| 10:51 am on Apr 28, 2003 (gmt 0)|
Paff3, I dont think it would that diffcult as those numbers look pretty low to me. If you follow all the hints and tips and general good advice from this place, #1 spot shouldnt be that difficult. Why not aim at all three KW's its ease depends on how similar those words are, but it shouldnt be too diffuclt to optimise your pages for three KW's.
If you are only going to go for one KW then go for the one you feel youll get teh most traffic from when you rank highly. Its no use being #1 for a phrase the gives you rubbish amounts of traffic.
Hope that helps.
| 4:26 pm on Apr 28, 2003 (gmt 0)|
The answer to your question depends a lot on your keyword market, your PageRank, and your abilities. It also depends on whether or not your "competing" numbers are exact-matches or non-exact-matches.
If your competing numbers are exact matches of the phrase (i.e. with quotes in Google) then I believe the 241194 keyword would be very difficult to rank well on in any reasonably competitive market. If your competing numbers are just matches (i.e. without quotes in Google) then I start to agree with Mike12345 but still I am still not as confident as he is about #1 across the board.
If I had to make a choice, then I would rather target 7 different phrases with the data of the third keyword (Competing 1931 and Count 93) instead of just the first phrase (Competing 241194 and Count 602). I think relative comparisons between keywords within the same market is what makes analysis of "count" and "competing" data worthwhile.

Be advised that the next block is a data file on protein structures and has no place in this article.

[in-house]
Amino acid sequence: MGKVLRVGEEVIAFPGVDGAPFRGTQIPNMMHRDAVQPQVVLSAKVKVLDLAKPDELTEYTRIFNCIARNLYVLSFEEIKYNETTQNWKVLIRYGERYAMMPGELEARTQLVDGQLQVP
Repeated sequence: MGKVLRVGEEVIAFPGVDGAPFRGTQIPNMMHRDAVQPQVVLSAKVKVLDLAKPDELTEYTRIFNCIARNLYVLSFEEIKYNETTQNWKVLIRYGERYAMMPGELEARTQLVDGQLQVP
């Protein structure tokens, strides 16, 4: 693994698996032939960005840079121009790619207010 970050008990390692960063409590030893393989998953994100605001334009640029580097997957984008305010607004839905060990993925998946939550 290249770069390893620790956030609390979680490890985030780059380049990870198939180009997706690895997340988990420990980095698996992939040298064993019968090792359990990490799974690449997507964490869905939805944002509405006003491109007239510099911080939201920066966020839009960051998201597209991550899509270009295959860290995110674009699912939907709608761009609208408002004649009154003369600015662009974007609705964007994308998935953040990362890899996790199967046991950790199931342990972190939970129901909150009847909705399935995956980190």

| 6:24 pm on Apr 29, 2003 (gmt 0)|
What is WordTracker?
| 6:32 pm on Apr 29, 2003 (gmt 0)|
| 7:22 pm on Apr 29, 2003 (gmt 0)|
What are people feeling aboult things like WordTracker?
Do they realy help? OR is just guessing what people would type in just as good? I have made a long list of keywords that I think our potintial custumers would use based on our product and looking at what keywords bring users to our site.
| 5:17 pm on Apr 30, 2003 (gmt 0)|
I think it is worth it.You can discover very good keywords.You should also check this out
| 1:34 pm on May 9, 2003 (gmt 0)|
The Software "Best Promotion Keyword" provide a best factor
according to search popularity and competition. Top best factor mean less competition and more search popularity.
you can find it from
[edited by: WebGuerrilla at 7:23 pm (utc) on May 12, 2003]
[edit reason] TOS #13 [/edit]
| 9:23 pm on May 14, 2003 (gmt 0)|
"Its no use being #1 for a phrase the gives you rubbish amounts of traffic."
I suppose it all depends on how you define "rubbish amounts" but I was under the impression that if you can optimize a page of solid information for a keyword that ranks high and brings you SOME traffic, and then repeat the process for other keywords and keyword phrases, then eventually you will have a goodly number of pages bringing you (in aggregate) a goodly amount of traffic.
True? Not true?
| 10:47 pm on May 12, 2003 (gmt 0)|
Unless your website business model is purely volume-driven (e.g. add impressions) then conversions may be the most important number to look at, rather than raw traffic.
For instance, I have a client who is placed well on 10 not-so-competitive and not-frequently-searched-for phrases. The traffic from all those phrases combined comes in at about 50 uniques per month. On the average, two of those uniques will "convert" - that is, become a customer. And one customer for this business is a minimum of a 5-figure contract.
The fine targeting to those not-so-competitive phrases does wonders for them. And they never pay an extra bandwidth charge!
| 2:44 pm on May 13, 2003 (gmt 0)|
Ah, but how do you track conversions, tedster?
Is it simply a matter of knowing that, for example, 20 visitors means 1 conversion overall, then extrapolating (assuming? guessing?) that for every 20 visitors who are drawn to a newly optimized page one of them will buy?